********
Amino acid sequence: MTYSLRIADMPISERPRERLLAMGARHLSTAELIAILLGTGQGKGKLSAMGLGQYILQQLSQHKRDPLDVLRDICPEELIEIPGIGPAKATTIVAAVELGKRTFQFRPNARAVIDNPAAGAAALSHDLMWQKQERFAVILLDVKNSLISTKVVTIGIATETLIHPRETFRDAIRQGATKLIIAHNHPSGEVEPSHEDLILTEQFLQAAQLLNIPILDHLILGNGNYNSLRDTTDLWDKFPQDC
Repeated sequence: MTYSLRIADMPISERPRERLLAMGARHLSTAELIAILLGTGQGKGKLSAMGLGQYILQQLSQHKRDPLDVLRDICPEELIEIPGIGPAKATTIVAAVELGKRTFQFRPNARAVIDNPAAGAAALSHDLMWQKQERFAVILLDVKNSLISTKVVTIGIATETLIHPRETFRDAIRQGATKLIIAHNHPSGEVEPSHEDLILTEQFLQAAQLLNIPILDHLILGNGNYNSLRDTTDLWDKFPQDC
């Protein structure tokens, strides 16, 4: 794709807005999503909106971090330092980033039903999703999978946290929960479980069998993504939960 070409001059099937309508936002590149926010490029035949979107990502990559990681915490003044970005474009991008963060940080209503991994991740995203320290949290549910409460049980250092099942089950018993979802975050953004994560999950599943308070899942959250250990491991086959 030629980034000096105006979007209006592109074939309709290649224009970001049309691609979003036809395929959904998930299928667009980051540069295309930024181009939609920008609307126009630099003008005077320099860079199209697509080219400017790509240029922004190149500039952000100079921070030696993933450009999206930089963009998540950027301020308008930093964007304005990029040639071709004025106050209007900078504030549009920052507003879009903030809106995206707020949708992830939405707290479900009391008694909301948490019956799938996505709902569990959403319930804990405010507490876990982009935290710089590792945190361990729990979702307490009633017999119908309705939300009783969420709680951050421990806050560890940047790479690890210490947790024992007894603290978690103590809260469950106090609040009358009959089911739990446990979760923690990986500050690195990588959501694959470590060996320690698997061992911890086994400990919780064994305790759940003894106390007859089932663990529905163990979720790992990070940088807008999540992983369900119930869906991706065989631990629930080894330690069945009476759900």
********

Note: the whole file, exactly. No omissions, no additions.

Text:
Amino acid sequence: MTYSLRIADMPISERPRERLLAMGARHLSTAELIAILLGTGQGKGKLSAMGLGQYILQQLSQHKRDPLDVLRDICPEELIEIPGIGPAKATTIVAAVELGKRTFQFRPNARAVIDNPAAGAAALSHDLMWQKQERFAVILLDVKNSLISTKVVTIGIATETLIHPRETFRDAIRQGATKLIIAHNHPSGEVEPSHEDLILTEQFLQAAQLLNIPILDHLILGNGNYNSLRDTTDLWDKFPQDC
Repeated sequence: MTYSLRIADMPISERPRERLLAMGARHLSTAELIAILLGTGQGKGKLSAMGLGQYILQQLSQHKRDPLDVLRDICPEELIEIPGIGPAKATTIVAAVELGKRTFQFRPNARAVIDNPAAGAAALSHDLMWQKQERFAVILLDVKNSLISTKVVTIGIATETLIHPRETFRDAIRQGATKLIIAHNHPSGEVEPSHEDLILTEQFLQAAQLLNIPILDHLILGNGNYNSLRDTTDLWDKFPQDC
């Protein structure tokens, strides 16, 4: 794709807005999503909106971090330092980033039903999703999978946290929960479980069998993504939960 070409001059099937309508936002590149926010490029035949979107990502990559990681915490003044970005474009991008963060940080209503991994991740995203320290949290549910409460049980250092099942089950018993979802975050953004994560999950599943308070899942959250250990491991086959 030629980034000096105006979007209006592109074939309709290649224009970001049309691609979003036809395929959904998930299928667009980051540069295309930024181009939609920008609307126009630099003008005077320099860079199209697509080219400017790509240029922004190149500039952000100079921070030696993933450009999206930089963009998540950027301020308008930093964007304005990029040639071709004025106050209007900078504030549009920052507003879009903030809106995206707020949708992830939405707290479900009391008694909301948490019956799938996505709902569990959403319930804990405010507490876990982009935290710089590792945190361990729990979702307490009633017999119908309705939300009783969420709680951050421990806050560890940047790479690890210490947790024992007894603290978690103590809260469950106090609040009358009959089911739990446990979760923690990986500050690195990588959501694959470590060996320690698997061992911890086994400990919780064994305790759940003894106390007859089932663990529905163990979720790992990070940088807008999540992983369900119930869906991706065989631990629930080894330690069945009476759900």